Date of Award

Fall 2020

Degree Type


Degree Name

Doctor of Philosophy (PhD)


Leadership and Advanced Nursing Practice

Committee Chair

Dr. Lachel Story

Committee Chair School

Leadership and Advanced Nursing Practice

Committee Member 2

Dr. Janie Butts

Committee Member 2 School

Leadership and Advanced Nursing Practice

Committee Member 3

Dr. Nina McLain

Committee Member 3 School

Leadership and Advanced Nursing Practice

Committee Member 4

Dr. Elizabeth Tinnon

Committee Member 4 School

Professional Nursing Practice

Committee Member 5

Dr. Amy Rex Smith


Constructivist grounded theory methods were applied in this study to explore traits of character that facilitate the formation of exemplary nurses in Bachelor of Science Nursing (BSN) programs. Interest in this study was prompted by a desire to examine attributes beyond academics alone that contribute to the formation of excellent nurses. The intent was to promote clarity in describing these attributes for further scholarly discussion.

Framing this study was Aristotle’s doctrine of the golden mean (Aristotle, 350 B.C.E./1934). Operational definitions consistent with this doctrine were created for the concepts of character, character traits, and exemplary nursing practice. The concept of student formation as introduced in Educating Nurses: A Call for Radical Transformation (Benner et al., 2010) was adopted to explore synergistic processes melding excellence of character and excellence of intellect in nursing students.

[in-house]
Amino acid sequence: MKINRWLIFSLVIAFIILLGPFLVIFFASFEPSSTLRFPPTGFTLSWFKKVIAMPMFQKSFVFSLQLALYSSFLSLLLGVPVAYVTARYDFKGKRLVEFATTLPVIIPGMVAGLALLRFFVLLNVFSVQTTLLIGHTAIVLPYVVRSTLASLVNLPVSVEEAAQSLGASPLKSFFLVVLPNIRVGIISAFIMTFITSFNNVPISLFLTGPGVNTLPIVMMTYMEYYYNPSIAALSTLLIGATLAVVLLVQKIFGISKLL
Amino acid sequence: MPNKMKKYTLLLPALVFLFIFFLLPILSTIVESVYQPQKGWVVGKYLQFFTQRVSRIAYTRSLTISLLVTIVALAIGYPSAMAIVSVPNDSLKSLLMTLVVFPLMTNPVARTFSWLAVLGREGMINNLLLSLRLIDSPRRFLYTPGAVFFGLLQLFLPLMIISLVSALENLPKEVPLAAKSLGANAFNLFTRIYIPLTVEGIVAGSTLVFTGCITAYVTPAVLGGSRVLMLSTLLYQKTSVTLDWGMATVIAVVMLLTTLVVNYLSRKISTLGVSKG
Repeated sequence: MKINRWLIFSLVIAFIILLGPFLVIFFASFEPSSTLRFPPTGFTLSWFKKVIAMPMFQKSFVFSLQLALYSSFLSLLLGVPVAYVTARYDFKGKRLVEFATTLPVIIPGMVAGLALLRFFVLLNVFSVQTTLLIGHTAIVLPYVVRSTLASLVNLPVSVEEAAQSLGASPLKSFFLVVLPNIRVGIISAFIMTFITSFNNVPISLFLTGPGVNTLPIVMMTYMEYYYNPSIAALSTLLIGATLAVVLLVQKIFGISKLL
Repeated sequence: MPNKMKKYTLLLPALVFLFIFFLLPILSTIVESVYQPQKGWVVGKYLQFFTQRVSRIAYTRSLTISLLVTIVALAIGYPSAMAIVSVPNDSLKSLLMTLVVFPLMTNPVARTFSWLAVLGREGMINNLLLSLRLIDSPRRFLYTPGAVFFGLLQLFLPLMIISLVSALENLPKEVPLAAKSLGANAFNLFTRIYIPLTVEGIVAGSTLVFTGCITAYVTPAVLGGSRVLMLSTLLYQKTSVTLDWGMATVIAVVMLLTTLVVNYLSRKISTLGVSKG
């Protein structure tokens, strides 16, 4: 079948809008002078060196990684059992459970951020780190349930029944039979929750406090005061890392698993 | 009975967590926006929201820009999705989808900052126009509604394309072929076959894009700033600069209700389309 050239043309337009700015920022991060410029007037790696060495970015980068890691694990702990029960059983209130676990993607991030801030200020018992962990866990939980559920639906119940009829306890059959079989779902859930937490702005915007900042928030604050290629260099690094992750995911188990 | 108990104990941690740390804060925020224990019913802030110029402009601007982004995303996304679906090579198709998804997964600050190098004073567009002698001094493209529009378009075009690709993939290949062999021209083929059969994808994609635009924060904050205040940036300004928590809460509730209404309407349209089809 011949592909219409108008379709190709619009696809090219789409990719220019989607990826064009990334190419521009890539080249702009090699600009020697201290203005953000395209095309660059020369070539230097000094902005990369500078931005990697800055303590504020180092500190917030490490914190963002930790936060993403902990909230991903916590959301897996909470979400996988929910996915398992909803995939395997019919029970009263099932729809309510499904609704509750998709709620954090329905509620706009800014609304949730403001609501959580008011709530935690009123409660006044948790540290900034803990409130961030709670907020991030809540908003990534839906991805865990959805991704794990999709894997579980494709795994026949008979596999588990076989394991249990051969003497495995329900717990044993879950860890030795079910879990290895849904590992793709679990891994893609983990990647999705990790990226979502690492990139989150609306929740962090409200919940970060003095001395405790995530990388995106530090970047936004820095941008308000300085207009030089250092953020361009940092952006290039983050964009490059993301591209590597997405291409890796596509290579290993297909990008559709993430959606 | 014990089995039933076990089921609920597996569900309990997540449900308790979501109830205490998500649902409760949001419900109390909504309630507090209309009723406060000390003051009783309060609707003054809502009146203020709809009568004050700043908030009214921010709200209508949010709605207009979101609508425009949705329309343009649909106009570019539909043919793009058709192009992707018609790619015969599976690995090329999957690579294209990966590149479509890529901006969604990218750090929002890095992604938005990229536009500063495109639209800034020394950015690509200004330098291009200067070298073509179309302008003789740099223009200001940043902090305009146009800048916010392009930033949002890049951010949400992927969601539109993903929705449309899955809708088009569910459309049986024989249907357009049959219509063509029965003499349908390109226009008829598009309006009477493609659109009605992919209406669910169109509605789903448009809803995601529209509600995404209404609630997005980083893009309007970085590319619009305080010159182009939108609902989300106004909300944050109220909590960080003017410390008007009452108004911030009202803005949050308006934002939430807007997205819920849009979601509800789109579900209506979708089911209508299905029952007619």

One-on-one interviews were conducted using Zoom video-conferencing technology with 12 faculty members from 4 BSN programs in Mississippi. Open-ended questions posed to participants sought to identify habits of practice consistent with exemplary practice among nursing students and the traits of character that support development of those habits. Analysis of data was conducted through three coding phases consistent with constructivist grounded theory methodology. Theoretical sensitivity was maintained through constant comparative analysis of original data to emerging concepts. Data from the literature was incorporated to enrich discussion of these concepts.

Four categories emerged to describe exemplary practice habits in nursing students: presence, vigilance, grit, and commitment to professional nursing. Character traits supportive of each category were also identified. A theoretical framework explaining the relationship of these categories and traits to exemplary practice in BSN nursing students was constructed.

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